Review: Goodnight Mommy

poster-goodnight-mommy-e1437849493302Over twenty years into Michael Haneke’s career, a film like Goodnight Mommy isn’t going to impress anyone with its originality or its formal invention. At this point, formally chilly works comprised primarily, even exclusively, of bleached-white, modernist domestic spaces as barren of life as a morgue are the de facto Austrian exports to the world, at least cinematically speaking. Although Goodnight Mommy wasn’t directed by Haneke, it sometimes feels like his attempt at Hour of the Wolf, utilizing his giveth-and-taketh (and taketh, and taketh) style much like Bergman did in that venerable motion picture for an outright horror show. Let know one say that directors Veronika Frenz and Severin Fiala do not know their trade well. When they are bounded from perusing their more idiosyncratic gestures, maybe they know the rules of their trade a little too well in the end.

Originality aside, Goodnight Mommy is often a startlingly effective example of a studied type, and if it never explodes its type, it fits snugly into the higher-end expectations of its genre (this is no horror fast food, but a horror Whole Foods, or better yet, a particularly frightening neighborhood co-op). With a mother returned to her two roughly ten year old twin boys after a facial reconstruction surgery, her bandaged, masked face begs comparisons to classic works of the impressionist, poetic horror genre such as Georges Franju’s Eyes Without a Face. As the two boys suspect and eventually come to grips with the fact that this new figure may not be their mother, a Franjuian critique of image obsession and classism bubbles to the top (the ultra-modernist summer house they live in certainly marks the family off as secluded in their upper-class retreat from society). The mother (played by Susanne Wuest), it seems, is more interested in her external appearance than in the sanity of her children, and the external style of the film – hard angled rooms, plastic-white seats, empty walls, all much like the mother’s face wrapped in bandages – is a stately fit for the themes brewing underneath the surface of Goodnight Mommy.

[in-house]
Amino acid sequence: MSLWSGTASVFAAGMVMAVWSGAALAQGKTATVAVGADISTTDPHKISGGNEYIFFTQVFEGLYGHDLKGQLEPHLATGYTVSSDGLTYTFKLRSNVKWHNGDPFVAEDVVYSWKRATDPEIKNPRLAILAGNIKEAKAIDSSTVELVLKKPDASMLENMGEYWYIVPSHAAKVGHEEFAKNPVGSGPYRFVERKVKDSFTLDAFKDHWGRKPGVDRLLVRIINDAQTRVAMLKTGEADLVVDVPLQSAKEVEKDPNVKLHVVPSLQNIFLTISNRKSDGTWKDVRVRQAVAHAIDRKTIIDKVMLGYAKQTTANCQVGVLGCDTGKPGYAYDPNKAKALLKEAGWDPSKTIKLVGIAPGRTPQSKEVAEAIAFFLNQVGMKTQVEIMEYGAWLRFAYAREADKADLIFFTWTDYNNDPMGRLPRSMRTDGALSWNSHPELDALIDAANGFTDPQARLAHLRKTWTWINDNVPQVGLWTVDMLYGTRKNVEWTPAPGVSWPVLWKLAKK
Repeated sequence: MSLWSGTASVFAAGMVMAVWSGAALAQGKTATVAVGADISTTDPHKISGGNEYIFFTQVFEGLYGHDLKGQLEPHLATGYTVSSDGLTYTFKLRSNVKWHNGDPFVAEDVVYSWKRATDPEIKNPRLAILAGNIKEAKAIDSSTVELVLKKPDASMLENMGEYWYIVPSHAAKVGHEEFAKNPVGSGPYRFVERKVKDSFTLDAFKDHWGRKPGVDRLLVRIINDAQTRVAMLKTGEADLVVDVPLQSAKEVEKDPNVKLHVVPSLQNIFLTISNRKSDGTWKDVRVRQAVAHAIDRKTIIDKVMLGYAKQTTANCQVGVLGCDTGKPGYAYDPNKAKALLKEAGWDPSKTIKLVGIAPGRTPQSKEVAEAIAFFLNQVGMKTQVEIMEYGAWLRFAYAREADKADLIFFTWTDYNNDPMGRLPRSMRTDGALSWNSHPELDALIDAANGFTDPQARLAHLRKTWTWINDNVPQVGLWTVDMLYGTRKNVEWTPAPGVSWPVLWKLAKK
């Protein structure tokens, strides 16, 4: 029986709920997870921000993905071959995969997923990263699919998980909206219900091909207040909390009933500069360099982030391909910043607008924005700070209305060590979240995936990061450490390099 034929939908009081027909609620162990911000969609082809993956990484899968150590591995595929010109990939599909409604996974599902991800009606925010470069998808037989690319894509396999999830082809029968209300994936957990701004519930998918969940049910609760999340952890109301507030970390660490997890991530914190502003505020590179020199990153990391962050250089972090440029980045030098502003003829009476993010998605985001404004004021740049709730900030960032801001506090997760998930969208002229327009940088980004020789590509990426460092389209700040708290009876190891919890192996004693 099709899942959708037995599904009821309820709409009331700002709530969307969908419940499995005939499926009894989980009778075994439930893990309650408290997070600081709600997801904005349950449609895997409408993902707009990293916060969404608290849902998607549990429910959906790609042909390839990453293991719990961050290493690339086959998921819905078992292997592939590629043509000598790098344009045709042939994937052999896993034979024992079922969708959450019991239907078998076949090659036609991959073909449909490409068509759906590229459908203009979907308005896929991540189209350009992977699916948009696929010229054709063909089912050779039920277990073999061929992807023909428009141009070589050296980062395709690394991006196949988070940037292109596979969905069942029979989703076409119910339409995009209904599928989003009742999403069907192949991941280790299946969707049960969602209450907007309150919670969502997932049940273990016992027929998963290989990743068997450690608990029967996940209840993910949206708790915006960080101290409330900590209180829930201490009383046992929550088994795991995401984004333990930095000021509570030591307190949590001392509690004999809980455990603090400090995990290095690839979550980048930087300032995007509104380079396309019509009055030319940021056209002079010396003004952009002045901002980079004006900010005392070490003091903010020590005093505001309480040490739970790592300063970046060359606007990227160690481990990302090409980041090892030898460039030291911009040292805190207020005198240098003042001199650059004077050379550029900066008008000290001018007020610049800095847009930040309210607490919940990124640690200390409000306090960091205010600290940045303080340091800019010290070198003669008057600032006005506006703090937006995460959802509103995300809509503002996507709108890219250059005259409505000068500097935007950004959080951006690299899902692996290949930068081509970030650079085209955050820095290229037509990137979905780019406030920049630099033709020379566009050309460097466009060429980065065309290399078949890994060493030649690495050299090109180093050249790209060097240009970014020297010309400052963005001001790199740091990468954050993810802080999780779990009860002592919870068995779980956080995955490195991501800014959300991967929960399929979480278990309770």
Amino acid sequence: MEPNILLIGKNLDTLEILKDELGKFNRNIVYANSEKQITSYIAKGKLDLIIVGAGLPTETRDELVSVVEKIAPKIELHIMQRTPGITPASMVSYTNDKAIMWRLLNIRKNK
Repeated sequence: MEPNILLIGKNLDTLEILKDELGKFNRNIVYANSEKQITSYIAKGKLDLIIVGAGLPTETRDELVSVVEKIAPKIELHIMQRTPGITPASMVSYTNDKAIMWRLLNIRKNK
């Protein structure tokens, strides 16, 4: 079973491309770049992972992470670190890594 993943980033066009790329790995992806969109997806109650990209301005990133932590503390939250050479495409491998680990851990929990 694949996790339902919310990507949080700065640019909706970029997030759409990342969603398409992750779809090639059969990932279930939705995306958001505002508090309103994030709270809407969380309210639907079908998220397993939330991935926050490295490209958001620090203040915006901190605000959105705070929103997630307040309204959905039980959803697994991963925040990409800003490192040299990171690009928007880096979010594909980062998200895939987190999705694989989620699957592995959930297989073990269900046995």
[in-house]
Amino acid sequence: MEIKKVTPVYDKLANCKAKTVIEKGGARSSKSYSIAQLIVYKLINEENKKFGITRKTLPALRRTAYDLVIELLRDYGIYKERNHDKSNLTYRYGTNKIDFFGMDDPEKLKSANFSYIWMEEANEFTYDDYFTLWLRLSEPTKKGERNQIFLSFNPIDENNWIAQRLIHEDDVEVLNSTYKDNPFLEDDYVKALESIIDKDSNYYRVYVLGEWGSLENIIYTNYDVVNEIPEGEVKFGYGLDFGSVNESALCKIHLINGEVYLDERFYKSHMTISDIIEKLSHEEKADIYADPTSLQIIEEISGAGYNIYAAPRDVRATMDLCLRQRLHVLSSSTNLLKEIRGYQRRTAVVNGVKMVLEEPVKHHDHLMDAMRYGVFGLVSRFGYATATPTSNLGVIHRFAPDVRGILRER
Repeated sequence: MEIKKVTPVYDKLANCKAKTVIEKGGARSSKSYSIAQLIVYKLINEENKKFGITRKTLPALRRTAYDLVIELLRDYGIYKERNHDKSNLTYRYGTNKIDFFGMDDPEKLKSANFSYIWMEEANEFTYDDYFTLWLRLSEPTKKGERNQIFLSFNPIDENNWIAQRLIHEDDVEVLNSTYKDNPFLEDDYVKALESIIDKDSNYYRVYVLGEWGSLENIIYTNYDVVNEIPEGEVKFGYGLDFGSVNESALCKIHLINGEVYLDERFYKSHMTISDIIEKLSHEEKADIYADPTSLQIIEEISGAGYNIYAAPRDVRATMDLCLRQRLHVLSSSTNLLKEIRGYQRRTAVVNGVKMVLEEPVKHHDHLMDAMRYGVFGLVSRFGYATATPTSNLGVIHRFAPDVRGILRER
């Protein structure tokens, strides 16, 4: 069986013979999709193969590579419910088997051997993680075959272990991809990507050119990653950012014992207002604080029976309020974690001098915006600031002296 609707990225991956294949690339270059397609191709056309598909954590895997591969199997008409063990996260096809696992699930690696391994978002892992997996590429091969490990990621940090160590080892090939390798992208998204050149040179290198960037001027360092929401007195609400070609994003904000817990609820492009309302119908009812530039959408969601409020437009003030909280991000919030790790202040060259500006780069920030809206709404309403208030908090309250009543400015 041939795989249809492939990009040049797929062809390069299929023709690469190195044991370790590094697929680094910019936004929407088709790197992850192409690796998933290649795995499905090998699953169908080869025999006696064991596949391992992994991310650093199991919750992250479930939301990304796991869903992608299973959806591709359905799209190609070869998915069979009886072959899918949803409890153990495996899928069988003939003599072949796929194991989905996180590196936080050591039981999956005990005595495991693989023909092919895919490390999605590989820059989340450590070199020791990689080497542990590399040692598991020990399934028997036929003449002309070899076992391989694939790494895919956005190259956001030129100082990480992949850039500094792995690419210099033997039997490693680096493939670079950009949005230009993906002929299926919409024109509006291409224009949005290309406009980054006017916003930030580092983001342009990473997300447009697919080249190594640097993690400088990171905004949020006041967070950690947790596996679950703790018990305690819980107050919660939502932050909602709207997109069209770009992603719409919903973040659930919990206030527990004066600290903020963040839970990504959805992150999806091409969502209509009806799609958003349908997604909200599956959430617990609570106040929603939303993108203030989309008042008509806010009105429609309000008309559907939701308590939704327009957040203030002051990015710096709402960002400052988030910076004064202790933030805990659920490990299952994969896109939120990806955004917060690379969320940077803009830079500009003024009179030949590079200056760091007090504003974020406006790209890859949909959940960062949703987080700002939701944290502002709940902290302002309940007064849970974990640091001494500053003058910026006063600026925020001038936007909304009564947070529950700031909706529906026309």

Themes that the film seems more willing to tease than follow through with, admittedly, especially when the ghoulish slow-burn of the introductory two-thirds catapults into a more gruesome and less unnerving torture porn, before a final, unnecessary twist scrubs its hands clean of such classism-critiques entirely. Image is still abundant in the film, but the external realm of the film pines for something internal, a critique of persisting in social rituals to preserve the sanity of the mind, perhaps. Undoubtedly, this is not an ignoble goal, but the directors’ cathartic, burn-it-to-the-ground style at the end necessarily sacrifices some of the festering dread they had so dutifully and judiciously mortar-and-bricked up for the hour plus that opens the film.

Before that, though, Goodnight Mommy is a thorough-going exercise in withheld joy and taciturn yet lyrical grimness, kept from the refuges of purely grim domestic spaces by periodic excursions into the seeming nether-realm that occupies the external world outside the house, a realm that soon comes to encapsulate fairy tale freedom as much as demented trek into the unknown. The film opens with a children-of-the-corn sequence (wittily prefacing and predicting the finale of the film) where the brothers (played like walking enigmas by Lukas and Elias Schwarz) play hide and seek in an agricultural field, a game that always perches itself between innocent and predatory.

Elsewhere, the writer-directors have fun relying almost totally on black levels in a number of sequences, most notably an excursion to a bone-filled cave and a later shot of one of the children resting on a wall that is bone-chilling. The light is let into that shot, surely, but in Goodnight Mommy light is less a safety than a reminder of parental terror and domestic spaces rendered immutable and deranged. It’s all a superlative showcase for superficial twitch-and-release dynamics rather than the descent into the inner regions of the human mind that the film seems to think it is. Which is fine; superficial technique is technique all the same. You just wish the release was as effective as that first-hour twitch.

Score: 7.5/10

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